India has one of the most determined, focused, and brave military forces. According to De la Cadena, M. (2010) cultural anthropology journal, “environment has emerged as a critical area of the security paradigm.” The Indian military forces have a huge concern about environment security. According to historians, the Indian Armed Forces got formed in 1776, governed by the East India Company of Kolkata. In that period, the Army constituted of 9 army bases and 53 cantonments across the country. Research shows that the Indian Army is mostly composed of volunteer soldiers, and the state has the maximum number of people willing to join the troops (Barnett, 2015). The federal government of India is mandated to offer adequate finances to fund the military engineering and construction projects across the country. Also, the military forces of India have a cavalry regiment, and the troop walks Army horses.
There is also Assam rifles forces that serve to protect and guard the country against external attacks. The Army of India leads in troop contribution to the UN peacemaking operations. In this regard, the federal government of India provides adequate resources to the Armed forces to ensure that peace prevails in the country and its borders (De la Cadena, 2010). Worldwide, India gets ranked as the 5th biggest military spender in military equipment and tools. The biggest weaponry systems used by the Indian Army include MRSAM systems, self-propelled caliber track, M777 ultra-light howitzer, fighter jets, ATG Missiles, Minesweepers and Attack helicopters. The federal Indian government finances for these military systems and tools.
There is a high degree of perceived inequality among the Indian people. Those holding power positions demonstrate pride and their ranks openly to the marginalized. The society suffers from inadequate social amenities and poor paying jobs. The top government officials together with the wealthy people do not tolerate any complaint or blame against them by the low social class people for any wrong superiority acts (Kidambi, 2016). There is little or no tolerance of vibrant and varying opinions due to the enormous gap between the social classes. The culture of India does not allow the society to express their emotions openly.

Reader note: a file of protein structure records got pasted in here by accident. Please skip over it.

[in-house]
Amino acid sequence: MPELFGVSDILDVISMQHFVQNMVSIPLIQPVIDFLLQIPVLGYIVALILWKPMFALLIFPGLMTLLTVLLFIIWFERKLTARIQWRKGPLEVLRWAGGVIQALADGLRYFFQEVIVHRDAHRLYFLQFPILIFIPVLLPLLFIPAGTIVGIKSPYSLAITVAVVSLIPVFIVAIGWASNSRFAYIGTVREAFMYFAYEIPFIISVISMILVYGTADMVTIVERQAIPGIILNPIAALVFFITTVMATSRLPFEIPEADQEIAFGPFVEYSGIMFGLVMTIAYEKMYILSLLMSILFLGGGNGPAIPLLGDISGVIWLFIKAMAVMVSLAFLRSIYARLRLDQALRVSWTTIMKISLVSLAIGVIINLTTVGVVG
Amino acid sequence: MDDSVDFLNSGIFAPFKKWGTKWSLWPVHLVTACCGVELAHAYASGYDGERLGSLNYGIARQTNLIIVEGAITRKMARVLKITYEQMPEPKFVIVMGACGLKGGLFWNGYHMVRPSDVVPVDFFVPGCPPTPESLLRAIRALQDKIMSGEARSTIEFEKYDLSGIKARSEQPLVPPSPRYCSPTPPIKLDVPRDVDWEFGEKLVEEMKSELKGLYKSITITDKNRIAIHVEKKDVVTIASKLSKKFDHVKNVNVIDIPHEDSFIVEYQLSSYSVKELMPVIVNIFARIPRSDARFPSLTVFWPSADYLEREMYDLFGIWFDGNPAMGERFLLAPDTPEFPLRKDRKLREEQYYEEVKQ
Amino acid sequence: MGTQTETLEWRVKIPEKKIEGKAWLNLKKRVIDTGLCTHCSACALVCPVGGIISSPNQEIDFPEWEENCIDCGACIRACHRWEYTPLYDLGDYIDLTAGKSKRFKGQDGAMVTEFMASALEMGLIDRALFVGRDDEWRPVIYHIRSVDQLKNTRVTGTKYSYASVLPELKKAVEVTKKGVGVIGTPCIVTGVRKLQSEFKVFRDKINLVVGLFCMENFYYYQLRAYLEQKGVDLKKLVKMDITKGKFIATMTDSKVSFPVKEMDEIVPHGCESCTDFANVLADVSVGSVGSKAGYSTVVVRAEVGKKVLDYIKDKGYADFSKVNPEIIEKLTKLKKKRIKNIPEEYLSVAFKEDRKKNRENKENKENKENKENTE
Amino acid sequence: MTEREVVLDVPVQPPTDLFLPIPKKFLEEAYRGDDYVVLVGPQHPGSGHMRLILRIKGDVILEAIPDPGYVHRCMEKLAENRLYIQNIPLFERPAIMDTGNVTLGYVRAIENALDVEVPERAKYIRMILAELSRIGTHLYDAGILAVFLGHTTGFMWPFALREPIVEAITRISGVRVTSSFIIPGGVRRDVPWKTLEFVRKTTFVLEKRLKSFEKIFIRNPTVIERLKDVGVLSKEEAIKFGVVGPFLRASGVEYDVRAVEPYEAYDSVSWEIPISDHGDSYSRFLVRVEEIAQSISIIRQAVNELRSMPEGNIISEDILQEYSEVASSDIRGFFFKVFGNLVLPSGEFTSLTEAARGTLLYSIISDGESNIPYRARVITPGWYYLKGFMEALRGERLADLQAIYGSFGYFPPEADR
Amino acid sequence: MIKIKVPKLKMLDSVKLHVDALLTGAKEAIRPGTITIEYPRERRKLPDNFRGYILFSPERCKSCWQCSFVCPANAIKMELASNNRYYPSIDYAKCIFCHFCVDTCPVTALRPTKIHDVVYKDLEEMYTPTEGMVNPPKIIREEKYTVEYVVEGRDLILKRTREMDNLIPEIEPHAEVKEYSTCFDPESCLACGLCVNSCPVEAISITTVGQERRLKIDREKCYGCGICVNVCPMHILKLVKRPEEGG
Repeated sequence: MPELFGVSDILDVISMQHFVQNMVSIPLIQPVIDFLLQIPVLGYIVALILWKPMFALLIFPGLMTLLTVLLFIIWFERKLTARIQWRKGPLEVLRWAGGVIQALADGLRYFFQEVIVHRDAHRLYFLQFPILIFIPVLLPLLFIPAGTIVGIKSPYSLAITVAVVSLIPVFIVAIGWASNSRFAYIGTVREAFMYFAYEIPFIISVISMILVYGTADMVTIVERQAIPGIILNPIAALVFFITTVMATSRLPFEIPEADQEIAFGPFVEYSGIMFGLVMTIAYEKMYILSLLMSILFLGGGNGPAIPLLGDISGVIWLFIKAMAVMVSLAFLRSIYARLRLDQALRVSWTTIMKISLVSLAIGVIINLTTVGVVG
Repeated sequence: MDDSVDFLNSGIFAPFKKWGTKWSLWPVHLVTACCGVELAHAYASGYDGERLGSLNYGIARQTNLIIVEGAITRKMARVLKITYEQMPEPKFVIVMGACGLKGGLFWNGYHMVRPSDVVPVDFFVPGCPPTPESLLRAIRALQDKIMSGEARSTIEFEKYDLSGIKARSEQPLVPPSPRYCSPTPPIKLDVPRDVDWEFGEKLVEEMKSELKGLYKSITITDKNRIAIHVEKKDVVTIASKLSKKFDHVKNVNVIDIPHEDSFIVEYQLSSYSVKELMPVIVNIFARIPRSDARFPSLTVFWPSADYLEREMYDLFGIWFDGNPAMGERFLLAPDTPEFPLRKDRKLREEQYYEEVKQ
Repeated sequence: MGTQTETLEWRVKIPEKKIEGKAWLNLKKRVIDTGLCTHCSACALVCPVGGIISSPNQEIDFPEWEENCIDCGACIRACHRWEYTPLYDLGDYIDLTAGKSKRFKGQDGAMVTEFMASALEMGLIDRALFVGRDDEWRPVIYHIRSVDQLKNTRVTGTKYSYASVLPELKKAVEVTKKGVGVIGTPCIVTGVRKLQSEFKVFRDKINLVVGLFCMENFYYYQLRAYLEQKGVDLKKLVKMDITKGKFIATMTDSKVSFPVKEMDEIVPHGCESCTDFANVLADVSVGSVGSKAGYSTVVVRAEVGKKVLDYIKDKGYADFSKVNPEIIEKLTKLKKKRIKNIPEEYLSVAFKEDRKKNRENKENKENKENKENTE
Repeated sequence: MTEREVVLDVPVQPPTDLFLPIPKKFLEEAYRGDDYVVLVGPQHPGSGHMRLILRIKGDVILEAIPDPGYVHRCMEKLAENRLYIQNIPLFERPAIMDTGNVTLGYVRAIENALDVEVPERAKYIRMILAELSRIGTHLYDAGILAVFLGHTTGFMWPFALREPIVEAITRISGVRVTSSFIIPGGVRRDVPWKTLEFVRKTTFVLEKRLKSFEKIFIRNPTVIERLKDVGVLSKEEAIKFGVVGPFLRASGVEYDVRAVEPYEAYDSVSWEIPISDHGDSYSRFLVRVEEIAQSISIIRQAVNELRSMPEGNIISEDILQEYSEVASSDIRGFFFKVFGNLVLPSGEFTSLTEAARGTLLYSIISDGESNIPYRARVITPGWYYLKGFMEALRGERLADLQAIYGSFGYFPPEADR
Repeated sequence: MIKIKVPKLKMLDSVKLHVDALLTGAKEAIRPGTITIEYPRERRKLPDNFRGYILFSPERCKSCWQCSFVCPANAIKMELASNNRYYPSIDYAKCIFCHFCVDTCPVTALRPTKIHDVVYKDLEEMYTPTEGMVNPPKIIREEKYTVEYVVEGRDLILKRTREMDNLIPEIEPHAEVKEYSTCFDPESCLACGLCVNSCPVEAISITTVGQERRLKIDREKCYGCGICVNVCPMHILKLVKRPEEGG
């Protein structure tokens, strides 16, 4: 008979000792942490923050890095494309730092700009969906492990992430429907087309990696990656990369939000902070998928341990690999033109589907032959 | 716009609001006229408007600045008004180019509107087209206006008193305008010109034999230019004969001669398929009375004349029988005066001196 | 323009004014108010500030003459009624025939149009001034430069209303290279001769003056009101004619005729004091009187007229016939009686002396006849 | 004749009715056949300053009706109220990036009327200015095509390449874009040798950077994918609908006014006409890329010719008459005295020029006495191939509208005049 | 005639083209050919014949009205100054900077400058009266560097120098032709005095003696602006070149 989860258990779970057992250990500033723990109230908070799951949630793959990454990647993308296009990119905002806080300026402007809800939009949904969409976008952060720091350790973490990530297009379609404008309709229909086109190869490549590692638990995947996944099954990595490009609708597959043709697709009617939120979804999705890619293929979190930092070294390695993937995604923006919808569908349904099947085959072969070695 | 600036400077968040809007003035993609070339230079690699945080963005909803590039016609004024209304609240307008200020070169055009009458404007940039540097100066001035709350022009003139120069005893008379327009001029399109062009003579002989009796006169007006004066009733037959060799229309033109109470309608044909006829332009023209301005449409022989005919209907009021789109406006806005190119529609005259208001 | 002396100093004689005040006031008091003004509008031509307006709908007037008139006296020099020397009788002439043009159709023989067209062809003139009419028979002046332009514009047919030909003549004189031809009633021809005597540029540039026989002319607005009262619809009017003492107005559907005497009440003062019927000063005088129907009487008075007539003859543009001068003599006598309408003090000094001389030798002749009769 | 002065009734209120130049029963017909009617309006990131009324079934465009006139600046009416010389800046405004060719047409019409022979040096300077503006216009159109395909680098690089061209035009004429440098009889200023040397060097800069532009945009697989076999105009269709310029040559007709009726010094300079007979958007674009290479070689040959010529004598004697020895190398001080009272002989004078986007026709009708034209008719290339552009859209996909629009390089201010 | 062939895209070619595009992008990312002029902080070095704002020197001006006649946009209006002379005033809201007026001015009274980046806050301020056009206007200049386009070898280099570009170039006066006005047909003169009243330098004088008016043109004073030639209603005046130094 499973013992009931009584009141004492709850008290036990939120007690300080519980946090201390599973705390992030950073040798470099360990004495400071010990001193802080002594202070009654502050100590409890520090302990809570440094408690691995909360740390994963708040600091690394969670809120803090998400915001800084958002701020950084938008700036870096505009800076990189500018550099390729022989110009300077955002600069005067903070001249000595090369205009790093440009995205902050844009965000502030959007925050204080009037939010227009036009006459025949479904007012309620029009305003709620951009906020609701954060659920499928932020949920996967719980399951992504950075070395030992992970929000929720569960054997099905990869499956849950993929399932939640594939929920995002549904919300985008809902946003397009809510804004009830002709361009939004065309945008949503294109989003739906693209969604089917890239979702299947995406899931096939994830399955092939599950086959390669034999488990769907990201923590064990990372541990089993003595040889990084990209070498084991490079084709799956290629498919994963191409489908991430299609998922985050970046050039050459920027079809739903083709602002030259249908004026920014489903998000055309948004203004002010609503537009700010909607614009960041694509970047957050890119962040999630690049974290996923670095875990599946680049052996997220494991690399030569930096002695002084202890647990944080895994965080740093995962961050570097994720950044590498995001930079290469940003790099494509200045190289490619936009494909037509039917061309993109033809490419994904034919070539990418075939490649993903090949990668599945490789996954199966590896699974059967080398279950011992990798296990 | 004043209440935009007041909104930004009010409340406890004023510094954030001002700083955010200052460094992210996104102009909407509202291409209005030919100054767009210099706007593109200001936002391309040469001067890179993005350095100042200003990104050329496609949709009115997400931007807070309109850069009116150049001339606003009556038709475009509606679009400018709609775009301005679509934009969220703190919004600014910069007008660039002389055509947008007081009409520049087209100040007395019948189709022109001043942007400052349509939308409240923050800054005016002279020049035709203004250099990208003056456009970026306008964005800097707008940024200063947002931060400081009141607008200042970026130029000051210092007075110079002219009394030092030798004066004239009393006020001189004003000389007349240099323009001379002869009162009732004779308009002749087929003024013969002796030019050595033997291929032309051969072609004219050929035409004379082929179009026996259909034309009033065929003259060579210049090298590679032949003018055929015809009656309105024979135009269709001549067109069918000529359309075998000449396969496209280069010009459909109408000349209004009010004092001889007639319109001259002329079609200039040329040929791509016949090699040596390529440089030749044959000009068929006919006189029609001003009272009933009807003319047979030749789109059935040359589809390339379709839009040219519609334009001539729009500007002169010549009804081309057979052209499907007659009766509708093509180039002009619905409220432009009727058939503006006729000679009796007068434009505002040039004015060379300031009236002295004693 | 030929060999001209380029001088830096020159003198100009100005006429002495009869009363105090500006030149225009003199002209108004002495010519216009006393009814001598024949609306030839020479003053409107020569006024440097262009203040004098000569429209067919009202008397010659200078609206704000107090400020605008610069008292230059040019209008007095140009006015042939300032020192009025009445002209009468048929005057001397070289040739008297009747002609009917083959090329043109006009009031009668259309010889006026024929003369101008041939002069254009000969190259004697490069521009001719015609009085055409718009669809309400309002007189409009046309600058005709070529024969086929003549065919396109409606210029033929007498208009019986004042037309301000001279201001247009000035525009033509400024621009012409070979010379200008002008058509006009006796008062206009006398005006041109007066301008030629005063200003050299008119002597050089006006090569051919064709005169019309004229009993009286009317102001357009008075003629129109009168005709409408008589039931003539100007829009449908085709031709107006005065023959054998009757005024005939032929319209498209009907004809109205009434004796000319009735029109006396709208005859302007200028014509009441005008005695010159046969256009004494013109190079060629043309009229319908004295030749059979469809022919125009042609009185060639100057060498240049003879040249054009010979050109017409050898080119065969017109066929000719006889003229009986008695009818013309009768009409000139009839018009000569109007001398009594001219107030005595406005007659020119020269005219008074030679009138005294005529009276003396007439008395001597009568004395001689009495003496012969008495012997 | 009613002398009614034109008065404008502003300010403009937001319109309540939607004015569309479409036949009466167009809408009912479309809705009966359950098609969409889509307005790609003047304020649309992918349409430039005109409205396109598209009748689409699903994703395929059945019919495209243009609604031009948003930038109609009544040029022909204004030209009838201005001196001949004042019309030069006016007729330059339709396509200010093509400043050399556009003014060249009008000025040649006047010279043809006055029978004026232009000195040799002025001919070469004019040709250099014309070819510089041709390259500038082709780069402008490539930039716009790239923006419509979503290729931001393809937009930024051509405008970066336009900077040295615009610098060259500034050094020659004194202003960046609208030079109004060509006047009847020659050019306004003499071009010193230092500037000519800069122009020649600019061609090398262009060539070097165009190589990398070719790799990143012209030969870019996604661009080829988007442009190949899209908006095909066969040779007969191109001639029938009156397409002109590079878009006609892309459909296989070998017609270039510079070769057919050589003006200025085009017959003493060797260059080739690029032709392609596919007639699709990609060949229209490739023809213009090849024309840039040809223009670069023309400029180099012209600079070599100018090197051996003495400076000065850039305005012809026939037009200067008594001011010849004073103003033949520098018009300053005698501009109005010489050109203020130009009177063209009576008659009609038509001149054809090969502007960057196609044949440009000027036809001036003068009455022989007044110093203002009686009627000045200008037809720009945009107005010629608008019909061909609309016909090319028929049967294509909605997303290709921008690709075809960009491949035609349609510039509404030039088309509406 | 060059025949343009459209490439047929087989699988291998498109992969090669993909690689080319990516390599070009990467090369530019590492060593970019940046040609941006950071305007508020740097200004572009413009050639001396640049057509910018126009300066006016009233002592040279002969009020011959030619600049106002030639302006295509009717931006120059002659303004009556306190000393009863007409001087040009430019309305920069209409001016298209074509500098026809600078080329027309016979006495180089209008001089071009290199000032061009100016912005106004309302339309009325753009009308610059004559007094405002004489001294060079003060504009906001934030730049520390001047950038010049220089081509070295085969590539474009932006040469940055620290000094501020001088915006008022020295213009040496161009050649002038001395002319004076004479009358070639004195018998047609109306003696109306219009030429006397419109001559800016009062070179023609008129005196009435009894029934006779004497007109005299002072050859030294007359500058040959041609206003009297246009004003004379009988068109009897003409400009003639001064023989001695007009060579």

Instead, the people of India show aggression and hard work in order to resolve these problems and exercise self-dominance and reliance in their day to day operations. Trade and business operations define the Indian people (Kidambi, 2016). The country has rich resources, and traders transact gold, sapphires, spices, woods, and diamonds to earn a living. Today, commerce has risen in the country’s business operations. According to the Buddha, “each person should reach a state of self-reliance and peace known as Nirvana by accepting spiritual discipline and rejecting the sensory world.” When interpreted in operational activities by both the rich and poor Indian people, every individual has the responsibility to save his/her humanity through hard work and self-sacrifice.
Other than religion, economy, music, and dance; the Indian culture is also characterized by a set of operational variables, political variables, military variables, and infrastructure variables. The politics, military, operations, and infrastructure trends of Indian history shape its culture. Today, the Indian culture boasts of the inspiring and mind-opening wisdom evidenced in the old epics such as Mahabharata and Ramayana. However, its large population ponders the quality of shelter, infrastructure, education, and employment opportunities in the country. Therefore, the federal government of India should balance its expenditure on national projects so as to preserve its rich cultural history.
Aurobindo, S. (2004). The renaissance in India and other essays on Indian culture.
Barnett, M. R. (2015). The politics of cultural nationalism in South India. Princeton University Press.
Clifton, J. A. (2017). The Invented Indian: Cultural fictions and government policies. Routledge.
Cohn, B. S. (2017). Notes on the History of the Study of Indian Society and Culture. In Structure and change in Indian society (pp. 3-28). Routledge.
De la Cadena, M. (2010). Indigenous cosmopolitics in the Andes: Conceptual reflections beyond “politics”. Cultural anthropology, 25(2), 334-370.
Kidambi, P. (2016). The making of an Indian metropolis: Colonial governance and public culture in Bombay, 1890-1920. Routledge.